The sanctioning agency for Southwest Baptist University (SBU) acknowledges that while the school, which is aligned with the Missouri Baptist Convention (MBC), has moved toward resolving concerns raised by the Higher Learning Commission, more time is needed before a return to full accreditation.
On Nov. 4, the Higher Learning Commission (HLC) officially changed SBU’s status to “Accredited – On Probation.” A Nov. 8 letter from the HLC to SBU President Rick Melson explained the allegations as related to institutional integrity, academic freedom and the school’s ability to “fulfill its mission.” The time frame for the review process will not last more than two years.
In a statement, Melson emphasized that no concerns have been expressed about SBU’s academic integrity.
“SBU remains fully accredited,” he said. “This action is based on governance issues and is not a reflection on the quality of SBU’s academic programs, faculty or staff. Students’ grades, degrees and eligibility for state and federal programs are unchanged.
“SBU has been accredited by the HLC since 1957, with our accreditation reaffirmed as recently as January 2020. We will continue working closely with the HLC during this period to make certain that we meet the Core Components for accreditation.”
The school has established an FAQ page for further questions.
At the center of the controversy are governing documents issued by the MBC for SBU to more closely align with the Baptist Faith and Message 2000. A complaint filed last year with the HLC accused the new documents of creating creedal requirements for professors and administrators. Moreover, it objected to the MBC’s being named as sole corporate member as well as to the claim that SBU trustees have a fiduciary responsibility to the MBC.
After HLC officials made an on-site visit to SBU in the spring, trustees voted in August to stop pursuing court approval for the amended Articles of Incorporation to bring the university in line with HLC policies. That move also resulted in a case being dropped that had been filed days earlier against the MBC and SBU over the documents.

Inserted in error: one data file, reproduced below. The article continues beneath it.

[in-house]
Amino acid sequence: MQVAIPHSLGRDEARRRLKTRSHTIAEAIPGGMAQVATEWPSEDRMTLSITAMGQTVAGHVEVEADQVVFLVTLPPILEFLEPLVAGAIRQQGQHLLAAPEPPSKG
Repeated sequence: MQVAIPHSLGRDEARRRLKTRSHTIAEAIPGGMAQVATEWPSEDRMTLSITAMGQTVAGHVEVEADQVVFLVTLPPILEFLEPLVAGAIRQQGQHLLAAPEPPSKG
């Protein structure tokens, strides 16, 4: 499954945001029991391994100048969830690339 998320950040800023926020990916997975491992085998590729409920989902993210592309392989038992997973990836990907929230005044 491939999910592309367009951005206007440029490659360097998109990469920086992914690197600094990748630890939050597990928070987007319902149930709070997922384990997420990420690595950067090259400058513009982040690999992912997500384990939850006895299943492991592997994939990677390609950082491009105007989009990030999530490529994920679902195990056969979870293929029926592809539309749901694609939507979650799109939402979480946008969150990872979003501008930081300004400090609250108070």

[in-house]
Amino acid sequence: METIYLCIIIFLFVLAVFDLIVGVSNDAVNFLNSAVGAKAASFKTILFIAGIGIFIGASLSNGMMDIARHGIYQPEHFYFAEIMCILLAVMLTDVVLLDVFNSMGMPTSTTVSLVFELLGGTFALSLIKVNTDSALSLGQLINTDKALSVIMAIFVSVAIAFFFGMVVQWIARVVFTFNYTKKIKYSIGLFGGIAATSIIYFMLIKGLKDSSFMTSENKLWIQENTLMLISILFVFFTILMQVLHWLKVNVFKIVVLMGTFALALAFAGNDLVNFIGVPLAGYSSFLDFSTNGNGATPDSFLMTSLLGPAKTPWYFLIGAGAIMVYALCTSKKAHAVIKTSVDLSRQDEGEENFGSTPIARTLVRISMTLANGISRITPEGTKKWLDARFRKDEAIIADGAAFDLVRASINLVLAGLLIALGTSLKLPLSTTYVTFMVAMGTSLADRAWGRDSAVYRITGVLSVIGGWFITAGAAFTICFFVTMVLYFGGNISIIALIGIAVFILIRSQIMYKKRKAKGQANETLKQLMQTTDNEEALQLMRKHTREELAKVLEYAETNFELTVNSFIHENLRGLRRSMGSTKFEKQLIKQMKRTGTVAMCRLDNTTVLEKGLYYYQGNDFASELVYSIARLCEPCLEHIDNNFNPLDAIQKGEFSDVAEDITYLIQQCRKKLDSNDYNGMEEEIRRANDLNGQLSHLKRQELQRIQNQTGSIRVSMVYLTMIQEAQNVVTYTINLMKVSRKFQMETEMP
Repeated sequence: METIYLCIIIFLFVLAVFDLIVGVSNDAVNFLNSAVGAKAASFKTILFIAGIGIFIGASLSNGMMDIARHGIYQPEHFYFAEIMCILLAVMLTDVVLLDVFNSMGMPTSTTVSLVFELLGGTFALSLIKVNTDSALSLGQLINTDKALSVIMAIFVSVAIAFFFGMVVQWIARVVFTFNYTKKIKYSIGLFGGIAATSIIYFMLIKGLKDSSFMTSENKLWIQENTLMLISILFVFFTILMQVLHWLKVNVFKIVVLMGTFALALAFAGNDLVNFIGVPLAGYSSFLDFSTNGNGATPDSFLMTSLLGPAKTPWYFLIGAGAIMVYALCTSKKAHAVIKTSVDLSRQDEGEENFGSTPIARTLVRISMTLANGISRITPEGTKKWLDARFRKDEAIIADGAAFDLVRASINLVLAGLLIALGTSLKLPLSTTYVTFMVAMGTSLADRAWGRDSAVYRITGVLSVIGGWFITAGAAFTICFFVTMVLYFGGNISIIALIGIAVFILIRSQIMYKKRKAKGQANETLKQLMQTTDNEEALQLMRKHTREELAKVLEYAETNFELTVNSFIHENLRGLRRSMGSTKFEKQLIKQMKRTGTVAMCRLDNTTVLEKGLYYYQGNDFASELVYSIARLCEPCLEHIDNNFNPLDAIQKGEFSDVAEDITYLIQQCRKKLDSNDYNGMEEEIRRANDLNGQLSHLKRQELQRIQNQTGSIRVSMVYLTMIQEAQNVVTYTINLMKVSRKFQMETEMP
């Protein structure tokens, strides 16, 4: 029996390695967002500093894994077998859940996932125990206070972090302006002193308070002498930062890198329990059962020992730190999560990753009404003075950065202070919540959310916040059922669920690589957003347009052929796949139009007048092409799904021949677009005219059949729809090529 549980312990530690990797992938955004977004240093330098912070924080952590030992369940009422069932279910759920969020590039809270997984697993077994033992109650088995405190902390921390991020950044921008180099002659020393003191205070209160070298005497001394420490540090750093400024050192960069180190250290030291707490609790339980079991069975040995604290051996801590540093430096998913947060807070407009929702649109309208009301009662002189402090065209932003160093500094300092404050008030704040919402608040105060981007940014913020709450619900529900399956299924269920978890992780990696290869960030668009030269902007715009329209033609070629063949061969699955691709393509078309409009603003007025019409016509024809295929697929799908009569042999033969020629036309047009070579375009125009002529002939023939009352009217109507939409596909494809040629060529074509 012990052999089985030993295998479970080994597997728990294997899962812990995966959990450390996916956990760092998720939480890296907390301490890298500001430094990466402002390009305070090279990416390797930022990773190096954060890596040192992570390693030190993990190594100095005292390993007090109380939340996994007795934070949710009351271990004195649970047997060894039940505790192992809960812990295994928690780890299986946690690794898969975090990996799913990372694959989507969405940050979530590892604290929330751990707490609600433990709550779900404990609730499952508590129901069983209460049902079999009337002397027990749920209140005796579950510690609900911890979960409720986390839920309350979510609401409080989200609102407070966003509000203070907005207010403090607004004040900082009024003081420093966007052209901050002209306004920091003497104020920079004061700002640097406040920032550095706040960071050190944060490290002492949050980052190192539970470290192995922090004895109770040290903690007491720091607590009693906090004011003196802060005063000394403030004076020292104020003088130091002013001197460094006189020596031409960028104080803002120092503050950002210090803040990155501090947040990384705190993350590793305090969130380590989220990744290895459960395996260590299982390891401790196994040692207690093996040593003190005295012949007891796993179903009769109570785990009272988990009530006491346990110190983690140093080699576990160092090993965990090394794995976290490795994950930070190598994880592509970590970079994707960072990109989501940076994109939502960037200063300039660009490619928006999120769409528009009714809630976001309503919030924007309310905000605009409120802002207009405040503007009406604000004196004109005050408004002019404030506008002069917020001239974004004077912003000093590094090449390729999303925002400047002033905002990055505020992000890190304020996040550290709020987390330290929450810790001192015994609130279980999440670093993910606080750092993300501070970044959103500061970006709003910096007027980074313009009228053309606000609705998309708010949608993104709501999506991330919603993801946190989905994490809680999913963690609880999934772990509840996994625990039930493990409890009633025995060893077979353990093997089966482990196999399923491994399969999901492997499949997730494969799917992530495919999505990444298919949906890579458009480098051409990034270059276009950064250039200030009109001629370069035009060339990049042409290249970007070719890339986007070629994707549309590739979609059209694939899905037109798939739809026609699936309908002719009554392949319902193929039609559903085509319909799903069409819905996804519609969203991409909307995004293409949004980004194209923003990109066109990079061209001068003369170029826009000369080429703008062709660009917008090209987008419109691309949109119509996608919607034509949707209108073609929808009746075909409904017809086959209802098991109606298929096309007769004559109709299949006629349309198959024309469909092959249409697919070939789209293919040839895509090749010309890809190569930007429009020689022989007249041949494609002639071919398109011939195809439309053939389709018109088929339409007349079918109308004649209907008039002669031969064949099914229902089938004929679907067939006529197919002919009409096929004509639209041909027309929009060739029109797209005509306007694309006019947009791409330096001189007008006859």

The Baptist Faith and Message 2000, Chicago Statement on Biblical Inerrancy, the Nashville Statement and the Danvers Statement remain in SBU’s Statement of Faith.
In addition to rescinding the new governing documents, SBU said in an email to Baptist Press that it is addressing HLC’s concerns through steps that include training for Board of Trustee members, restructuring policies on tenure and promotion and adding Melson to the university’s leadership team. Also, the Board of Trustees subcommittee that has oversight on tenure and promotion will be restructured, and communication between the Board of Trustees, faculty leadership and administration will receive added emphasis.
“We are working closely with the HLC,” Board of Trustees Chairman Eddie Bumpers said in a statement. “We have already taken substantive steps to address the matters identified by HLC. I am confident that under Dr. Melson’s leadership, SBU will become stronger than ever.”
Formation of the new governing documents came after accusations that the university was in danger of no longer accurately representing Missouri Baptists.
Clint Bass, a tenured professor in SBU’s Redford College of Theology and Ministry, said he was fired in November 2018 for his outspokenness after observing peers denying biblical inerrancy, promoting problematic doctrinal views and generally contradicting the Baptist Faith and Message. Per SBU’s administration, Bass was let go for violating the SBU Faculty Handbook and “ethical and professional canons of the teaching profession.”
In the summer of 2019, a peer assessment committee charged that the doctrinal position of the school was ambiguous and brought “a lack of clarity [that] has led to an erosion of trust between the University and Missouri Baptists.” The committee was led by David Dockery, then-chancellor of Trinity International University. Dockery, currently distinguished professor of theology at Southwestern Baptist Theological Seminary, had previously served as president of Union University.
Later that year, MBC messengers approved a recommendation that SBU submit to the proposed governing documents that were approved at the September 2020 SBU Board of Trustees meeting.
The Nov. 8 letter repeatedly acknowledged the required timetable for properly evaluating SBU’s steps toward removing its probationary status. The university will host a comprehensive evaluation no later than April 2023 for a team of peer reviewers “to determine whether the Institution has ameliorated the findings of noncompliance.”
(EDITOR’S NOTE – Scott Barkley is national correspondent for Baptist Press.)